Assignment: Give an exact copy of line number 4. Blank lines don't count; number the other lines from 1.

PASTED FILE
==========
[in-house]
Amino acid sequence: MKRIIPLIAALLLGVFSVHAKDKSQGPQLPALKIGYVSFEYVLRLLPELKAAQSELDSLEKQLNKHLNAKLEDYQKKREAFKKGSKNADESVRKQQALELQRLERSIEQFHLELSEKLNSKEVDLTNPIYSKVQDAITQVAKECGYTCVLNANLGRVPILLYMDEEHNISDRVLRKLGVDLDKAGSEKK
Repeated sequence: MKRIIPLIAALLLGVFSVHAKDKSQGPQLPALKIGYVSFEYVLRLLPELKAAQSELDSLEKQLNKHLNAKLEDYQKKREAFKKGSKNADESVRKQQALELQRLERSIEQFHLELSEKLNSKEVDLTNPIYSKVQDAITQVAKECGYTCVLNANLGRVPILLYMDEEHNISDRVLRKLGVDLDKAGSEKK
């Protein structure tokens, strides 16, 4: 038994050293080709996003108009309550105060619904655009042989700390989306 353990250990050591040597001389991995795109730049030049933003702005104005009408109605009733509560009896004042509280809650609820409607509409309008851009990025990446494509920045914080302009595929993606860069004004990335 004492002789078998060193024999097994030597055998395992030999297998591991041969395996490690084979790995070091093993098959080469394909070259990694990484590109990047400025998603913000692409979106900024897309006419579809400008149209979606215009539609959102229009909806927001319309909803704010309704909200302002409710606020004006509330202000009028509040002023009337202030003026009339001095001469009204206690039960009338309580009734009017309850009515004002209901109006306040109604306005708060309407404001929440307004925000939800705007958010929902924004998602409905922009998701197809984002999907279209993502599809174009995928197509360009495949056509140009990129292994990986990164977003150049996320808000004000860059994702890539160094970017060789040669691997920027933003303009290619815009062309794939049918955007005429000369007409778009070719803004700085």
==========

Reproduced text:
């Protein structure tokens, strides 16, 4: 038994050293080709996003108009309550105060619904655009042989700390989306 353990250990050591040597001389991995795109730049030049933003702005104005009408109605009733509560009896004042509280809650609820409607509409309008851009990025990446494509920045914080302009595929993606860069004004990335 004492002789078998060193024999097994030597055998395992030999297998591991041969395996490690084979790995070091093993098959080469394909070259990694990484590109990047400025998603913000692409979106900024897309006419579809400008149209979606215009539609959102229009909806927001319309909803704010309704909200302002409710606020004006509330202000009028509040002023009337202030003026009339001095001469009204206690039960009338309580009734009017309850009515004002209901109006306040109604306005708060309407404001929440307004925000939800705007958010929902924004998602409905922009998701197809984002999907279209993502599809174009995928197509360009495949056509140009990129292994990986990164977003150049996320808000004000860059994702890539160094970017060789040669691997920027933003303009290619815009062309794939049918955007005429000369007409778009070719803004700085």